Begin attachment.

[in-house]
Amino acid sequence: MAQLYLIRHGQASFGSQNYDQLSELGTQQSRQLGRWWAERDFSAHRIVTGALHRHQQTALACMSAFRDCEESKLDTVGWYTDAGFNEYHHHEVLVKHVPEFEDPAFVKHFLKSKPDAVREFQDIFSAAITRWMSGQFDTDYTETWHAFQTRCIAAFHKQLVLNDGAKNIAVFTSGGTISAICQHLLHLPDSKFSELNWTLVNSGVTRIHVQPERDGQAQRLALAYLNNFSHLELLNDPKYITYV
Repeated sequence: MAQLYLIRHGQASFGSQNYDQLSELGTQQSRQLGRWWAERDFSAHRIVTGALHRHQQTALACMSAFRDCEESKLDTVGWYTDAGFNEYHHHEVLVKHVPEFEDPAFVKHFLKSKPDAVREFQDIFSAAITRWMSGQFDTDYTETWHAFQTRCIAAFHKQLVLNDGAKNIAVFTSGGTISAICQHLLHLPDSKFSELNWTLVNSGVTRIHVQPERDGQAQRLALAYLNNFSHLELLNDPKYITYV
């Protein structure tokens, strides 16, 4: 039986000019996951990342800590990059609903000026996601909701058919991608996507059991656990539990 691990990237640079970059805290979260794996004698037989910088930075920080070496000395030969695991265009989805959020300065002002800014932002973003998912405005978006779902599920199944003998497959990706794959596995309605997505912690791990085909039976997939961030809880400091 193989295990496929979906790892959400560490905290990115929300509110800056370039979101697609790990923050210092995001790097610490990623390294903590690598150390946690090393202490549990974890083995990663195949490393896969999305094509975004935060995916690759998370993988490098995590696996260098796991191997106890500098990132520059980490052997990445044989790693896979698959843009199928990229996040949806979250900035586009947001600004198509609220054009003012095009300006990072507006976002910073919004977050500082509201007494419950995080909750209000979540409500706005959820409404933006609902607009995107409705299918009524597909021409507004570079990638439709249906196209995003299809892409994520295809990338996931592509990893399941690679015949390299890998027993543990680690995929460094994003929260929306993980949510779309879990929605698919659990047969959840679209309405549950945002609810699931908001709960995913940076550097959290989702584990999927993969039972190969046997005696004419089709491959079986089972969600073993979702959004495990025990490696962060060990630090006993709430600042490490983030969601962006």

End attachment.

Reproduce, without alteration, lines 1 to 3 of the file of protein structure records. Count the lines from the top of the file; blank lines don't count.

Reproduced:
[in-house]
Amino acid sequence: MAQLYLIRHGQASFGSQNYDQLSELGTQQSRQLGRWWAERDFSAHRIVTGALHRHQQTALACMSAFRDCEESKLDTVGWYTDAGFNEYHHHEVLVKHVPEFEDPAFVKHFLKSKPDAVREFQDIFSAAITRWMSGQFDTDYTETWHAFQTRCIAAFHKQLVLNDGAKNIAVFTSGGTISAICQHLLHLPDSKFSELNWTLVNSGVTRIHVQPERDGQAQRLALAYLNNFSHLELLNDPKYITYV
Repeated sequence: MAQLYLIRHGQASFGSQNYDQLSELGTQQSRQLGRWWAERDFSAHRIVTGALHRHQQTALACMSAFRDCEESKLDTVGWYTDAGFNEYHHHEVLVKHVPEFEDPAFVKHFLKSKPDAVREFQDIFSAAITRWMSGQFDTDYTETWHAFQTRCIAAFHKQLVLNDGAKNIAVFTSGGTISAICQHLLHLPDSKFSELNWTLVNSGVTRIHVQPERDGQAQRLALAYLNNFSHLELLNDPKYITYV